NO.077 Controlled Adaptation of Self-adaptive Systems (CASaS)

Shonan Village Center

April 25 - 28, 2016 (Check-in: April 24, 2016 )


  • Paola Inverardi
    • University of L’Aquila, Italy
  • Nicolás D’ Ippolito
    • Universidad de Buenos Aires, Argentina
  • Kenji Tei
    • National Institute of Informatics, Japan


Description of the meeting

Self-adaptive systems are required to adapt its behavior in the face of changes in their environment and goals. Such a requirement is achieved by developing self-adaptive systems as closed-loop systems following a Monitor Analyse Plan Act (MAPE) scheme. MAPE loops are a mechanism that allows systems to monitor their state and produce changes aiming to guarantee that the goals are met. In order to achieve the desired goals, self-adaptive systems must combine a number of MAPE loops with several responsibilities and abstraction

Higher-level goals require decision-level mechanisms to produce a plan in terms of the actions to be performed. Several mechanisms can be adopted for automatically generating decision‐level plans (e.g. event-based controller synthesis) providing guarantees on the satisfaction of hard goals, and improvements on soft goals.

Lower-level goals, on the other hand, require control mechanisms that sense the state of the environment and react to it thousands of times per second. Standard solutions to this problem are based on classical control theory techniques such as discrete-time control.

Indeed, system’s requirements cannot be achieved by isolated MAPE loops, on the contrary, a combination of coordinated low‐level and decision-level MAPE loops must be considered. Hence, multiple layers of control combining low latency discrete-time controllers with decision-level event-based controllers are a sensible approach to guarantee satisfaction of sophisticated goals in self-adaptive systems.

However, self-adaptive systems community has neglected the use of control theory as a central tool to guarantee hard goals while aiming to better satisfy soft goals. Very recently, software engineering community has started to study the application of control theory and the formal guarantees it provides in the context of software engineering. Proof of this is the Dagstuhl seminar “Control Theory meets Software Engineering” that has been held in 2014. The seminar covered diverse possible applications of control theory in software engineering. The Shonan meeting we propose, on the other hand, focuses more on formal guarantees that can be provided in self ‐adaptive system via the use of the broad area of control theory (e.g. event‐based controller synthesis, discrete‐time control).

In this meeting, we plan to involve a group of very active researchers in key areas such as Self-Adaptive Systems, Control theory, Game theory, Software Engineering, and Requirements Engineering, setting an adequate environment to discuss current and future applications and possibilities of control theory as a mechanism to provide formal guarantees on self-adaptive systems (e.g. convergence, safety, stability). We expect that having a number of participants from a wide variety of research areas will bring to light the benefits of incorporating the application capabilities and formal framework provided by control theory to self‐adaptive systems.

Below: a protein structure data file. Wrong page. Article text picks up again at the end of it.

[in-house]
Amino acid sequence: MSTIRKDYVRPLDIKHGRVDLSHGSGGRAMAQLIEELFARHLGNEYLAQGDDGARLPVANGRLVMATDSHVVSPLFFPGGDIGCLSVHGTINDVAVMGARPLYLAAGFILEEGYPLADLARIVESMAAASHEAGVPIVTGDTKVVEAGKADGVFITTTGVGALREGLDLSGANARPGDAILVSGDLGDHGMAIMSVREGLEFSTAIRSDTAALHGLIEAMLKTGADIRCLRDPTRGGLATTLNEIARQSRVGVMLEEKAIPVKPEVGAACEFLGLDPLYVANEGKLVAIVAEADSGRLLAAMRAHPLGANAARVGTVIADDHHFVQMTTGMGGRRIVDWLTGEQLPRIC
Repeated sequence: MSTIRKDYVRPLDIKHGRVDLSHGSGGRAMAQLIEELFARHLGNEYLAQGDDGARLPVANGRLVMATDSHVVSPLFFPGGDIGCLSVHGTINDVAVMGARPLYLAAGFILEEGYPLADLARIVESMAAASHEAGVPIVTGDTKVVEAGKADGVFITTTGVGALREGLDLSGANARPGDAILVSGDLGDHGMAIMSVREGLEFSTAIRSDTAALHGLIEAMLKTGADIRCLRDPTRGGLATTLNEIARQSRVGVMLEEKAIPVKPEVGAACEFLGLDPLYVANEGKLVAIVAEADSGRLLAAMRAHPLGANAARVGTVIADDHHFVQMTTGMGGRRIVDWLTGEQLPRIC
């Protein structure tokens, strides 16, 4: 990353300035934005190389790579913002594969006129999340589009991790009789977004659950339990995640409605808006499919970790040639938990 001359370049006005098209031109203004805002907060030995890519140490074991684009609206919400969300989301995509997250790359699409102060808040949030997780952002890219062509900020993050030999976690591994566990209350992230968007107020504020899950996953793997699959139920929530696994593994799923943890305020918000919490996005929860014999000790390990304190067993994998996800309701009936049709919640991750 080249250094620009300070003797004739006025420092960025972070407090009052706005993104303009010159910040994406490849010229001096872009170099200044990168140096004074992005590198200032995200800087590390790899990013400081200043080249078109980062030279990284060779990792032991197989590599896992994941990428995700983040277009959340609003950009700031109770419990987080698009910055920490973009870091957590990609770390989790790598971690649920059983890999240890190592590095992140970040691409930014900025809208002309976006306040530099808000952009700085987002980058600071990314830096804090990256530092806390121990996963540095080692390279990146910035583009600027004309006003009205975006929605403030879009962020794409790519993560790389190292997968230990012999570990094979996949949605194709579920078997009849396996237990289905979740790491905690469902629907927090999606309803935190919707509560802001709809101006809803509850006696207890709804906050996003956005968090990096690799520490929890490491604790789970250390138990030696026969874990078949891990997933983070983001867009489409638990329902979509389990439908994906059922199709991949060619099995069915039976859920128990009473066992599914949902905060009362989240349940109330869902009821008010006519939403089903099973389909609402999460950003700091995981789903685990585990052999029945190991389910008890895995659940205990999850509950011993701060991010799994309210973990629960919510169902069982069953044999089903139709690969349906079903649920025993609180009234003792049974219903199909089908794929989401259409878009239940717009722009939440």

“Engineering Adaptive Software Systems” (EASSy) Shonan meeting is also topic-wise closely related to our meeting. Indeed, the EASSy meeting is also related to self- adaptive systems, but it covers a broader range of topics. Unlike the EASSy, our meeting focuses on the central role of control theory in providing different level of assurance to self-adaptive systems. In this context, we plan to explore the possibilities of interdisciplinary collaboration between control theory, self‐adaptive systems and requirements engineering experts. In order to take most of the meeting and facilitate deeper discussions, we plan to have a good mix of participants coming from these research areas.

We envisage the meeting to be organized in two main parts. First, a “stating common
grounds” part where participants will give a talk stating their perspectives on their fields and
key aspects where they visualize relations between their research area and other participants’ fields. Then, a second part “discussions and work” where the most relevant topics selected by the participants will be discussed in work groups. Finally we plan to summarize the workshop findings and propose future actions.

We expect the meeting to encourage participants from different areas and communities to interact and actively search for common interests that may result in possible collaborations and joint work.